Westernization & Commercialization Of Yoga: Finding Balance Between Tradition And Trend Banner

Tell me if this has happened to you: 

You’re in the middle of your favorite yoga routine, trying to balance yourself in some challenging pose. You know the key is to stay focused and present, but out of the corner of your eye, you spot the Nike logo on a yoga mat, and your brain goes: JUST DO IT! But instead of doing it, your distracted mind makes you fall on your bum…

No? Well, it happened to me, and it got me thinking about how tightly the tentacles of trendy marketing have clutched this ancient practice. It’s no secret that we live in a world where the spiritual essence of yoga contends with the allure of stylish leggings and the next 'it' pose plastered across social media.

Has this influence diluted the millennia-old wisdom of yoga, reducing it to just another commodity? Or, perhaps, is it infusing yoga’s rich tradition with contemporary relevance that speaks to our fast-paced lives, making yoga more accessible and, in its own way, reviving its essence for a new generation?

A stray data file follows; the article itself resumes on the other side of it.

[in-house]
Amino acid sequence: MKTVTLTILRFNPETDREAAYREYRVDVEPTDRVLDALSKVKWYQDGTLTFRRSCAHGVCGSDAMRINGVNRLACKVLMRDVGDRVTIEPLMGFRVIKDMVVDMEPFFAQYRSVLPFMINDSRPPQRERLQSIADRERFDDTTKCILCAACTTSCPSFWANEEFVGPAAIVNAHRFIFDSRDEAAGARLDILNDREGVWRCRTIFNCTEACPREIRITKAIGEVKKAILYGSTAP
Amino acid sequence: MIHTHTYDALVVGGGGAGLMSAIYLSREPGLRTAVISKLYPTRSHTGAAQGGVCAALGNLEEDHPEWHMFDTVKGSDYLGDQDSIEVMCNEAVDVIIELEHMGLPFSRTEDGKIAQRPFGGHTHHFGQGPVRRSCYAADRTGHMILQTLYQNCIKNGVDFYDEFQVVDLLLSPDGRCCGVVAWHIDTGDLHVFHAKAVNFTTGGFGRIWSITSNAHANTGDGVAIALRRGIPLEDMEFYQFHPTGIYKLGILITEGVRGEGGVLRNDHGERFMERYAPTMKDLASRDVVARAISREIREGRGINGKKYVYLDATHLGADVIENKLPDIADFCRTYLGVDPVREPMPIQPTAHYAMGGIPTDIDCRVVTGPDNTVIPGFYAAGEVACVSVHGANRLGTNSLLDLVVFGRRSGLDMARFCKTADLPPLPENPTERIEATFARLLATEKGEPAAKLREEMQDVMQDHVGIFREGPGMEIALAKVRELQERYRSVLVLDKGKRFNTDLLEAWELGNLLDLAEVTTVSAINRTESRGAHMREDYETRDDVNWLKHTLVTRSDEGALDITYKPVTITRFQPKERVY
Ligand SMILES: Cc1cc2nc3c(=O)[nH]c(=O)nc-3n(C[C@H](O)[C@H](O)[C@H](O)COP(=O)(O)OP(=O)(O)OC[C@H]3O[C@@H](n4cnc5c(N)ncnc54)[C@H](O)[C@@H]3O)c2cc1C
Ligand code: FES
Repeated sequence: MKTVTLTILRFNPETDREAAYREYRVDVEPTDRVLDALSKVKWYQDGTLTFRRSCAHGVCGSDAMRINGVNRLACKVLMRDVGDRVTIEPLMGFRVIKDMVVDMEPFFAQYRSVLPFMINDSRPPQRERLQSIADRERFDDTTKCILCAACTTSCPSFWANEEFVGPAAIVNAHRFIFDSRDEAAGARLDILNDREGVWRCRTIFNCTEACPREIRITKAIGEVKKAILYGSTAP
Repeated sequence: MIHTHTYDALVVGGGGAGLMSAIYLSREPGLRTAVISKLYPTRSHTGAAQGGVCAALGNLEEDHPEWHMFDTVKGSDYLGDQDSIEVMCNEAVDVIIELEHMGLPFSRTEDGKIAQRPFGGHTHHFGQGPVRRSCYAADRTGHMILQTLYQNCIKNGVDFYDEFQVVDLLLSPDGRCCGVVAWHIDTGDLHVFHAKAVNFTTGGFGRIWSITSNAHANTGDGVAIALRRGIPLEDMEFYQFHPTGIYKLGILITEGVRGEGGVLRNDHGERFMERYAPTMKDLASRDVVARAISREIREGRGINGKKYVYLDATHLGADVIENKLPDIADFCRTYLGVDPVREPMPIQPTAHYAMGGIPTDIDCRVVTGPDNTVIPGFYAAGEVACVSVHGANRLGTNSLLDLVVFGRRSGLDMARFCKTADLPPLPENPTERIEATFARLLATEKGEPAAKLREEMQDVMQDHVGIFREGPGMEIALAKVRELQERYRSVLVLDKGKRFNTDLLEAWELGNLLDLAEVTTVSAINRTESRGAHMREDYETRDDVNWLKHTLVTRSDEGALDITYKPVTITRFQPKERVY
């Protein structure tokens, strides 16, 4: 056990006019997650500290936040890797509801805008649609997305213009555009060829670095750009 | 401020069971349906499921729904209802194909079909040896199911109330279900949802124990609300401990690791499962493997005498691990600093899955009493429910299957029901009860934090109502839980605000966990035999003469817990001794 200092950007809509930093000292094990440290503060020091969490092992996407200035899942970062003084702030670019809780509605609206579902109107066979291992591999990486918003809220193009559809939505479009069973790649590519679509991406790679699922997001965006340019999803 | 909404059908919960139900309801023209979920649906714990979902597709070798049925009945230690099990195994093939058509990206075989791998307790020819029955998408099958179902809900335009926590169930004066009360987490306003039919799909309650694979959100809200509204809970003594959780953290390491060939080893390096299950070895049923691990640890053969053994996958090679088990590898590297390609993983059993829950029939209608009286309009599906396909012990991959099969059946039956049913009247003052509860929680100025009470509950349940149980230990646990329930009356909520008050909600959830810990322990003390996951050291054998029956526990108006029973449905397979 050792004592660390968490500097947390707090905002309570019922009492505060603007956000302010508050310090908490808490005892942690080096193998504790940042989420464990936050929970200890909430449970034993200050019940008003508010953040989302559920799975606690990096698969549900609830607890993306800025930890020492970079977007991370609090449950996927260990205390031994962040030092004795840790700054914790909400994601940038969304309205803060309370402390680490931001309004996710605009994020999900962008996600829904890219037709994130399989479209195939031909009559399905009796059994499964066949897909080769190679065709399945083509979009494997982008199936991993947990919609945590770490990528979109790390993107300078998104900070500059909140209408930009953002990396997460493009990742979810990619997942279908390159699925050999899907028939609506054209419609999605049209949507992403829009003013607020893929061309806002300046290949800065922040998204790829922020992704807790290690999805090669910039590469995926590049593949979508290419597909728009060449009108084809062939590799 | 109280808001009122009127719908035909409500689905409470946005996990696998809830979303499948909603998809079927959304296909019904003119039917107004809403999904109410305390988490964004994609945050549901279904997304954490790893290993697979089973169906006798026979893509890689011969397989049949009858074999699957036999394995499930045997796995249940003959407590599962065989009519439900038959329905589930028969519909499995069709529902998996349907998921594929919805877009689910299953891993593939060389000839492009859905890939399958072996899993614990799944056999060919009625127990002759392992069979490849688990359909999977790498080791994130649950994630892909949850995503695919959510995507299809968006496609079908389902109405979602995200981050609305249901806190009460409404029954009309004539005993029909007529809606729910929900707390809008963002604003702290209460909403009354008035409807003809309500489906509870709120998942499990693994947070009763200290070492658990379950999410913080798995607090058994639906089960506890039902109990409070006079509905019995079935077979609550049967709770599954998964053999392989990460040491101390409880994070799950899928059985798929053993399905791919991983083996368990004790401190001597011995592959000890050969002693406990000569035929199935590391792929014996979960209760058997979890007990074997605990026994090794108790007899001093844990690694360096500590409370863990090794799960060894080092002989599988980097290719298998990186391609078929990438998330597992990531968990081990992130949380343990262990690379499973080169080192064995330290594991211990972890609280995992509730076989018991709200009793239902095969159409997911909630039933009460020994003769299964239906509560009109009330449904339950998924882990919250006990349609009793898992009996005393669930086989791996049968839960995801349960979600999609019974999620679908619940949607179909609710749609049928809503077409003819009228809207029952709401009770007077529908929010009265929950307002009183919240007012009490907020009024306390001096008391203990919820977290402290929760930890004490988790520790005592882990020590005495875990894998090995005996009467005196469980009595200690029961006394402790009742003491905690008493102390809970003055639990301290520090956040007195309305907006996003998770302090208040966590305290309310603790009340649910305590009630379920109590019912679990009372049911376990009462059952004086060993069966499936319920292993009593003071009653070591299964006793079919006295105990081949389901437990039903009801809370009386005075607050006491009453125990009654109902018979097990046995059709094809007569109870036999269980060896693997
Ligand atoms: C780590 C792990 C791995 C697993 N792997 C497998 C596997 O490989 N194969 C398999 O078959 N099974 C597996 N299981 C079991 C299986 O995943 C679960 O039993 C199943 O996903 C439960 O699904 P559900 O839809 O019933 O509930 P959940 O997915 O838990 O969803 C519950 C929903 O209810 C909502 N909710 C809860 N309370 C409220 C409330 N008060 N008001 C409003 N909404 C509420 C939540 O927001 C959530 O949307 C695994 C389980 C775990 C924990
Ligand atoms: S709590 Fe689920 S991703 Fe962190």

To better understand the impact of today’s mass consumption on yoga, let’s start from the beginning and map the evolution of yoga practices and teachings.

Woman's hands


What We Know About Yoga in the Past…

Yoga’s tale unfolds on the Indian subcontinent over 5,000 years ago. In history books, this period was known as The Bronze Age, when ancient civilizations developed the first writing systems and invented the wheel.

The Vedas

The so-called Vedic Age on the Indian subcontinent was marked by the creation of the Vedas, religious texts that detailed the life of that period. They represent the oldest layer of Sanskrit literature and the oldest scriptures of Hinduism. Here, we are introduced to yoga for the first time.

But if your mind tries to imagine ancient civilizations in tight leggings and mats, pause your mind’s eye right there! The concept of yoga began as a philosophical or even religious concept of unitythe notion (or idea) of a union between our soul and the divine (god or cosmic energy).

The Upanishads

A little later in time, around 2,500 years ago, came the Upanishads (post-Vedic Sanskrit texts), and yoga took a more defined shape. It began to be perceived as a path to spiritual enlightenment, as a way to detach oneself from the material world, and as a way to dive deep into the self.

That’s all great, except… the Upanishads were mystical and more cryptic than your average crossword puzzle. They were an attempt to communicate the deep mystical states and spiritual contemplations experienced by ancient yogis but were far too overwhelming and poetic for the average person.

So, the concept of yoga underwent yet another major transformation.

The Yoga Sutras of Patañjali

The next prominent milestone in the evolution of our beloved yoga is The Yoga Sutras of Patañjali, a collection of 196 aphorisms. You’ve probably heard about The Yoga Sutras, but do you know why they’re so important?

rock sculpture sea